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In Saginaw Bay, walleye are consuming more yellow perch at a substantial rate

640px-YellowPerch.jpg
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Yellow perch populations in Saginaw Bay are becoming more a part of the walleye diet at a "substantial" pace, says the Michigan Department of Natural Resources.

According to the Michigan Department of Natural Resources (DNR), roughly 30-35% of the walleye diet in Saginaw Bay has become yellow perch. One commercial fishing operation told WCMU the change in the walleye diet has hurt their business.

Lakon Williams has been harvesting fish in Saginaw Bay for her family-owned fishing company, Bay Port Fishing Company, for more than a decade.

Williams said Saginaw Bay used to produce catfish, carp and a lot of yellow perch.

"Now the yellow perch in the Saginaw Bay, at least on our side, the east side of Saginaw Bay, is pretty much nonexistent. You're catching a whole bunch of walleye and we can't keep the walleye," said Williams. "So that takes time, you know, and time is money."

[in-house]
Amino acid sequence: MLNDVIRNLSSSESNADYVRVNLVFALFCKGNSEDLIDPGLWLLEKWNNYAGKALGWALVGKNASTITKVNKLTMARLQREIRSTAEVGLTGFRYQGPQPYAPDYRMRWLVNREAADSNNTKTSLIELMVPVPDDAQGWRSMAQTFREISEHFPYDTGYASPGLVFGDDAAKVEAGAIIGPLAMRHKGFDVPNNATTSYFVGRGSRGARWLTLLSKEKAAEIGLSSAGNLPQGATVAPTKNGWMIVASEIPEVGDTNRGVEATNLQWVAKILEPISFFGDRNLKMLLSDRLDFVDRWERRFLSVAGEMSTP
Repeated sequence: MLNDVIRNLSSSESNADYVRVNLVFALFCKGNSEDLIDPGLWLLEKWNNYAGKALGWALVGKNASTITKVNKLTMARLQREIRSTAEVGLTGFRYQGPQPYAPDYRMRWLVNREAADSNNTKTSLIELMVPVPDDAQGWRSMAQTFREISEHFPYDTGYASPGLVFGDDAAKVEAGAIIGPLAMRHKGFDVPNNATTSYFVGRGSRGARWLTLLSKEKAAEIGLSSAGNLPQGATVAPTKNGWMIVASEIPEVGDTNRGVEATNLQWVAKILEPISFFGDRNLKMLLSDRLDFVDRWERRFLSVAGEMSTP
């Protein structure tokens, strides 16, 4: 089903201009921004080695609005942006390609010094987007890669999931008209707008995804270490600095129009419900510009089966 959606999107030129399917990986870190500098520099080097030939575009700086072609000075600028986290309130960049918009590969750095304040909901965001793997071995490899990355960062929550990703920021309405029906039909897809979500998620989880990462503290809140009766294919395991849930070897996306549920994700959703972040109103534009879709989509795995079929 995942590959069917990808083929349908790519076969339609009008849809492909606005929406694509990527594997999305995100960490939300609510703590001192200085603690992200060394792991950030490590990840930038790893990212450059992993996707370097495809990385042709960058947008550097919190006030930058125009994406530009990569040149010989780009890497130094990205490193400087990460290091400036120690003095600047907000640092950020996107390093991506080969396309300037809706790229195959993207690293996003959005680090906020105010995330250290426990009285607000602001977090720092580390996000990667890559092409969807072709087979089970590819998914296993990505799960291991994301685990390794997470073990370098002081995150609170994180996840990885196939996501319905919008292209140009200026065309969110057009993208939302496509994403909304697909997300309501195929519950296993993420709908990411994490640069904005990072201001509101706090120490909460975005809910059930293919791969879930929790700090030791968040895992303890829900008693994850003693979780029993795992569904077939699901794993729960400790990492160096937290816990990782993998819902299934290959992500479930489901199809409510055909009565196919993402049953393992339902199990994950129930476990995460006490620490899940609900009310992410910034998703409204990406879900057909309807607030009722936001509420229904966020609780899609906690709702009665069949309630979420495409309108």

According to DNR regulations, walleye can only be caught by sport fishermen in the state of Michigan. So, Williams has to buy walleye wholesale from Canadians or Native American fishermen to sell at her storefront.

Dave Fielder is a research biologist with the DNR in Alpena. He said the walleye’s consumption of yellow perch is substantial because of how fast the change is happening. Fielder said it was only a few years ago Yellow Perch only made up roughly 5% of a Walleye’s diet.

"And there's consequences for both the recreational fishery and the commercial fishery," said Fielder. "If they're not surviving up to age one, they're never getting up to the harvestable size that everybody's interested in." 

Beginning later this month, the DNR will be conducting walleye recruitment surveys as a means to understand how many walleye were produced naturally or survived stocking from earlier this year.

In a written statement, Emily Martin, a DNR Fisheries Division biologist said “conducting surveys on both stocked and unstocked lakes can affect decisions about future walleye research and stocking efforts and give valuable insight into the status of the younger walleye in the system."

Editor's note: In the interest of transparency, we note the Michigan DNR is a financial supporter of WCMU.

Rick joined WCMU as a general assignment reporter in March 2022.